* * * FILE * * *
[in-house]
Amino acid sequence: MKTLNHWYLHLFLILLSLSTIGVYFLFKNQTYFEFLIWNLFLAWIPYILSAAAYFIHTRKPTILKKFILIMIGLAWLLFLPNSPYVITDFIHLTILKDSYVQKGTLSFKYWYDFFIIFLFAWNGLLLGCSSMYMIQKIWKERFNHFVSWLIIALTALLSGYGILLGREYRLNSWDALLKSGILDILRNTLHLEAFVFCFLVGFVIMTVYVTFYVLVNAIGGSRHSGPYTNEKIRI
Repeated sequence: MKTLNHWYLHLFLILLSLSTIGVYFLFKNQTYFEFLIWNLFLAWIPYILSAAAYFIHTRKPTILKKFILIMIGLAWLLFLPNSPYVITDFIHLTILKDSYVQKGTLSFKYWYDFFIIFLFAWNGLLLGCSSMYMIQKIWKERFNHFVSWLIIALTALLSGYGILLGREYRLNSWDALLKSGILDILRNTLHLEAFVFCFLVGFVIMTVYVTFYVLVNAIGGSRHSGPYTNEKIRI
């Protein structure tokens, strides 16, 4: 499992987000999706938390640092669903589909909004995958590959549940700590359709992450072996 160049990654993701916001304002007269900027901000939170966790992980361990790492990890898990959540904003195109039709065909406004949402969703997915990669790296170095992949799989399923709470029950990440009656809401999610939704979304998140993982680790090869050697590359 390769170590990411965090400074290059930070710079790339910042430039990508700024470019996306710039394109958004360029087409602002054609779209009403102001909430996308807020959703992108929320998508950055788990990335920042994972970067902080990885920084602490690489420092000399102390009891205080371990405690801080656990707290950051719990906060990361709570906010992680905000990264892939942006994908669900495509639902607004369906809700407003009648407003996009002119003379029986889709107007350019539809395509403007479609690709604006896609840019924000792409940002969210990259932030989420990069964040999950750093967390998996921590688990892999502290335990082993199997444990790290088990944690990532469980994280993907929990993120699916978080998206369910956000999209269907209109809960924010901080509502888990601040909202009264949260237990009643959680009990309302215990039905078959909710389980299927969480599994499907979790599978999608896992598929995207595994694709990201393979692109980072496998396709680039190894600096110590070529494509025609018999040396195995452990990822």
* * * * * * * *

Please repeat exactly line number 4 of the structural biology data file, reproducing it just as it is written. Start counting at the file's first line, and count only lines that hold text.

């Protein structure tokens, strides 16, 4: 499992987000999706938390640092669903589909909004995958590959549940700590359709992450072996 160049990654993701916001304002007269900027901000939170966790992980361990790492990890898990959540904003195109039709065909406004949402969703997915990669790296170095992949799989399923709470029950990440009656809401999610939704979304998140993982680790090869050697590359 390769170590990411965090400074290059930070710079790339910042430039990508700024470019996306710039394109958004360029087409602002054609779209009403102001909430996308807020959703992108929320998508950055788990990335920042994972970067902080990885920084602490690489420092000399102390009891205080371990405690801080656990707290950051719990906060990361709570906010992680905000990264892939942006994908669900495509639902607004369906809700407003009648407003996009002119003379029986889709107007350019539809395509403007479609690709604006896609840019924000792409940002969210990259932030989420990069964040999950750093967390998996921590688990892999502290335990082993199997444990790290088990944690990532469980994280993907929990993120699916978080998206369910956000999209269907209109809960924010901080509502888990601040909202009264949260237990009643959680009990309302215990039905078959909710389980299927969480599994499907979790599978999608896992598929995207595994694709990201393979692109980072496998396709680039190894600096110590070529494509025609018999040396195995452990990822």